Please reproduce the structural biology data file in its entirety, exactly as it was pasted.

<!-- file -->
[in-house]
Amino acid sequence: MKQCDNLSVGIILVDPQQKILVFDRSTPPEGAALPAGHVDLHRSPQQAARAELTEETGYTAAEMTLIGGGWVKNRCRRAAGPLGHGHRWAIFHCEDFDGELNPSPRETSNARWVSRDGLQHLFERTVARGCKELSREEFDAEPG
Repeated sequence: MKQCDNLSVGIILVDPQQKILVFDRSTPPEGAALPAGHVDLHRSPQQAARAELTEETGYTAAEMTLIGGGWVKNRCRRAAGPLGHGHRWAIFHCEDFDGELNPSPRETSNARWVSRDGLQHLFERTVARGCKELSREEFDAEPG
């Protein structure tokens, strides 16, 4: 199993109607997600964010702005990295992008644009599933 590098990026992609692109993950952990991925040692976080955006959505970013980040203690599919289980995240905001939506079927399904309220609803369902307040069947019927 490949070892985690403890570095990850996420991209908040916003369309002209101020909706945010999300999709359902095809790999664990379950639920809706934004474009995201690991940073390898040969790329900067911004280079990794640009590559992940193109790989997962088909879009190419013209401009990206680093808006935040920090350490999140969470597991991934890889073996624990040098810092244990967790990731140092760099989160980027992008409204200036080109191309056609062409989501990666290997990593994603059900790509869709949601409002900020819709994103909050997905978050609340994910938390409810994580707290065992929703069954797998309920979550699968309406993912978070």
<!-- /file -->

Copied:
[in-house]
Amino acid sequence: MKQCDNLSVGIILVDPQQKILVFDRSTPPEGAALPAGHVDLHRSPQQAARAELTEETGYTAAEMTLIGGGWVKNRCRRAAGPLGHGHRWAIFHCEDFDGELNPSPRETSNARWVSRDGLQHLFERTVARGCKELSREEFDAEPG
Repeated sequence: MKQCDNLSVGIILVDPQQKILVFDRSTPPEGAALPAGHVDLHRSPQQAARAELTEETGYTAAEMTLIGGGWVKNRCRRAAGPLGHGHRWAIFHCEDFDGELNPSPRETSNARWVSRDGLQHLFERTVARGCKELSREEFDAEPG
């Protein structure tokens, strides 16, 4: 199993109607997600964010702005990295992008644009599933 590098990026992609692109993950952990991925040692976080955006959505970013980040203690599919289980995240905001939506079927399904309220609803369902307040069947019927 490949070892985690403890570095990850996420991209908040916003369309002209101020909706945010999300999709359902095809790999664990379950639920809706934004474009995201690991940073390898040969790329900067911004280079990794640009590559992940193109790989997962088909879009190419013209401009990206680093808006935040920090350490999140969470597991991934890889073996624990040098810092244990967790990731140092760099989160980027992008409204200036080109191309056609062409989501990666290997990593994603059900790509869709949601409002900020819709994103909050997905978050609340994910938390409810994580707290065992929703069954797998309920979550699968309406993912978070």